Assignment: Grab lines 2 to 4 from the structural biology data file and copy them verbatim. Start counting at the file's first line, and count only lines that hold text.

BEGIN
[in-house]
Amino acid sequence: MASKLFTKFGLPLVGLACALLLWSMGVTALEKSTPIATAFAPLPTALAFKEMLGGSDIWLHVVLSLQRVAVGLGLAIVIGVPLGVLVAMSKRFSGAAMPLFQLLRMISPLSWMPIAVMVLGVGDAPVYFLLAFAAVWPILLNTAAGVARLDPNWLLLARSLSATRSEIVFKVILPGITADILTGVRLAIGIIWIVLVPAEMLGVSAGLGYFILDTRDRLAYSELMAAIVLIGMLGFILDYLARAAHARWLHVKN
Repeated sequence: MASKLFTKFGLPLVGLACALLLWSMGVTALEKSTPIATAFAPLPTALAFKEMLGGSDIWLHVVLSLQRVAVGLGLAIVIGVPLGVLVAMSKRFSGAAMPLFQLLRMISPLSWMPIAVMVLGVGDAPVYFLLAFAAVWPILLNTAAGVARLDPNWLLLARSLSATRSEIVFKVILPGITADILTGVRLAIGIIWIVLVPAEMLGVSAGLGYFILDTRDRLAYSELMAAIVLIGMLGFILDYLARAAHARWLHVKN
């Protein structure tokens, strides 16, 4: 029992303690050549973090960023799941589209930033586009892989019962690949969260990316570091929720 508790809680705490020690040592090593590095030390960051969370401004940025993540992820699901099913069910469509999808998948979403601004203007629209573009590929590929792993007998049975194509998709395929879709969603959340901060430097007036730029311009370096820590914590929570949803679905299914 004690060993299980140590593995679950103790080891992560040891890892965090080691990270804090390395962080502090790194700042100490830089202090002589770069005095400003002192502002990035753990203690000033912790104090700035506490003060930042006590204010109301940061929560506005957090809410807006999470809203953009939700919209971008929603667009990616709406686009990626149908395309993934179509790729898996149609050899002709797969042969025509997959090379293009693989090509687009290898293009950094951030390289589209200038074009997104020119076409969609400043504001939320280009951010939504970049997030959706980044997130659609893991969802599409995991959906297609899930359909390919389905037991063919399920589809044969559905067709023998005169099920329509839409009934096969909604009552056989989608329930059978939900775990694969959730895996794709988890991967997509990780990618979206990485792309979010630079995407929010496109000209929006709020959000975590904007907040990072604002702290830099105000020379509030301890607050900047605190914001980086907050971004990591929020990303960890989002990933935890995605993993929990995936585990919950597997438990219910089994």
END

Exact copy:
Amino acid sequence: MASKLFTKFGLPLVGLACALLLWSMGVTALEKSTPIATAFAPLPTALAFKEMLGGSDIWLHVVLSLQRVAVGLGLAIVIGVPLGVLVAMSKRFSGAAMPLFQLLRMISPLSWMPIAVMVLGVGDAPVYFLLAFAAVWPILLNTAAGVARLDPNWLLLARSLSATRSEIVFKVILPGITADILTGVRLAIGIIWIVLVPAEMLGVSAGLGYFILDTRDRLAYSELMAAIVLIGMLGFILDYLARAAHARWLHVKN
Repeated sequence: MASKLFTKFGLPLVGLACALLLWSMGVTALEKSTPIATAFAPLPTALAFKEMLGGSDIWLHVVLSLQRVAVGLGLAIVIGVPLGVLVAMSKRFSGAAMPLFQLLRMISPLSWMPIAVMVLGVGDAPVYFLLAFAAVWPILLNTAAGVARLDPNWLLLARSLSATRSEIVFKVILPGITADILTGVRLAIGIIWIVLVPAEMLGVSAGLGYFILDTRDRLAYSELMAAIVLIGMLGFILDYLARAAHARWLHVKN
């Protein structure tokens, strides 16, 4: 029992303690050549973090960023799941589209930033586009892989019962690949969260990316570091929720 508790809680705490020690040592090593590095030390960051969370401004940025993540992820699901099913069910469509999808998948979403601004203007629209573009590929590929792993007998049975194509998709395929879709969603959340901060430097007036730029311009370096820590914590929570949803679905299914 004690060993299980140590593995679950103790080891992560040891890892965090080691990270804090390395962080502090790194700042100490830089202090002589770069005095400003002192502002990035753990203690000033912790104090700035506490003060930042006590204010109301940061929560506005957090809410807006999470809203953009939700919209971008929603667009990616709406686009990626149908395309993934179509790729898996149609050899002709797969042969025509997959090379293009693989090509687009290898293009950094951030390289589209200038074009997104020119076409969609400043504001939320280009951010939504970049997030959706980044997130659609893991969802599409995991959906297609899930359909390919389905037991063919399920589809044969559905067709023998005169099920329509839409009934096969909604009552056989989608329930059978939900775990694969959730895996794709988890991967997509990780990618979206990485792309979010630079995407929010496109000209929006709020959000975590904007907040990072604002702290830099105000020379509030301890607050900047605190914001980086907050971004990591929020990303960890989002990933935890995605993993929990995936585990919950597997438990219910089994």